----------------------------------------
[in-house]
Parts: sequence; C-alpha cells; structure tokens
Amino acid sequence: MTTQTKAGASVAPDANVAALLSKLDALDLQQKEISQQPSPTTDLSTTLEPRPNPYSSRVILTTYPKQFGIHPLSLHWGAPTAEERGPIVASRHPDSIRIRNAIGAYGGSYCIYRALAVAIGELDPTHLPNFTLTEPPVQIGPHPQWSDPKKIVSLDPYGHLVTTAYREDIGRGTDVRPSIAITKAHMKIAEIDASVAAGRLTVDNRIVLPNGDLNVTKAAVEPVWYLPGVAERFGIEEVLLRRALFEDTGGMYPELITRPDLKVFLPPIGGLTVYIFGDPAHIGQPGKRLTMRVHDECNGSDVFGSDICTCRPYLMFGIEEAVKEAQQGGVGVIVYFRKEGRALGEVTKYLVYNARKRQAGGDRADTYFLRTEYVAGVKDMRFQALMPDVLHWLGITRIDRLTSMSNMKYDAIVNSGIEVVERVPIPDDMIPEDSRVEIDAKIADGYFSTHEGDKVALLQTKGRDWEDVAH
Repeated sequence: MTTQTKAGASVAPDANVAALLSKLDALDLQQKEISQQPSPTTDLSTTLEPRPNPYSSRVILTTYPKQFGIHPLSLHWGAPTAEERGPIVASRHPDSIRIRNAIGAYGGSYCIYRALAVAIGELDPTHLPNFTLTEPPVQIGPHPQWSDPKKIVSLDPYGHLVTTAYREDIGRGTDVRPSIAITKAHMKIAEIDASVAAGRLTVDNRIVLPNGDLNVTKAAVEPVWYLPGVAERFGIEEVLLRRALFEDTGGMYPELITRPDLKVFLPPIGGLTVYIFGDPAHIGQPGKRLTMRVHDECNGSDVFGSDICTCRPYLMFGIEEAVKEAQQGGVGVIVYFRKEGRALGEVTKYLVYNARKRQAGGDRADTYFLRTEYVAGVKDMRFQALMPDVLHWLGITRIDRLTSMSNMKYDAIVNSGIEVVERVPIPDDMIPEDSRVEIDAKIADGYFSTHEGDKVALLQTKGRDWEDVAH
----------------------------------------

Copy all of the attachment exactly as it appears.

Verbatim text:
[in-house]
Parts: sequence; C-alpha cells; structure tokens
Amino acid sequence: MTTQTKAGASVAPDANVAALLSKLDALDLQQKEISQQPSPTTDLSTTLEPRPNPYSSRVILTTYPKQFGIHPLSLHWGAPTAEERGPIVASRHPDSIRIRNAIGAYGGSYCIYRALAVAIGELDPTHLPNFTLTEPPVQIGPHPQWSDPKKIVSLDPYGHLVTTAYREDIGRGTDVRPSIAITKAHMKIAEIDASVAAGRLTVDNRIVLPNGDLNVTKAAVEPVWYLPGVAERFGIEEVLLRRALFEDTGGMYPELITRPDLKVFLPPIGGLTVYIFGDPAHIGQPGKRLTMRVHDECNGSDVFGSDICTCRPYLMFGIEEAVKEAQQGGVGVIVYFRKEGRALGEVTKYLVYNARKRQAGGDRADTYFLRTEYVAGVKDMRFQALMPDVLHWLGITRIDRLTSMSNMKYDAIVNSGIEVVERVPIPDDMIPEDSRVEIDAKIADGYFSTHEGDKVALLQTKGRDWEDVAH
Repeated sequence: MTTQTKAGASVAPDANVAALLSKLDALDLQQKEISQQPSPTTDLSTTLEPRPNPYSSRVILTTYPKQFGIHPLSLHWGAPTAEERGPIVASRHPDSIRIRNAIGAYGGSYCIYRALAVAIGELDPTHLPNFTLTEPPVQIGPHPQWSDPKKIVSLDPYGHLVTTAYREDIGRGTDVRPSIAITKAHMKIAEIDASVAAGRLTVDNRIVLPNGDLNVTKAAVEPVWYLPGVAERFGIEEVLLRRALFEDTGGMYPELITRPDLKVFLPPIGGLTVYIFGDPAHIGQPGKRLTMRVHDECNGSDVFGSDICTCRPYLMFGIEEAVKEAQQGGVGVIVYFRKEGRALGEVTKYLVYNARKRQAGGDRADTYFLRTEYVAGVKDMRFQALMPDVLHWLGITRIDRLTSMSNMKYDAIVNSGIEVVERVPIPDDMIPEDSRVEIDAKIADGYFSTHEGDKVALLQTKGRDWEDVAH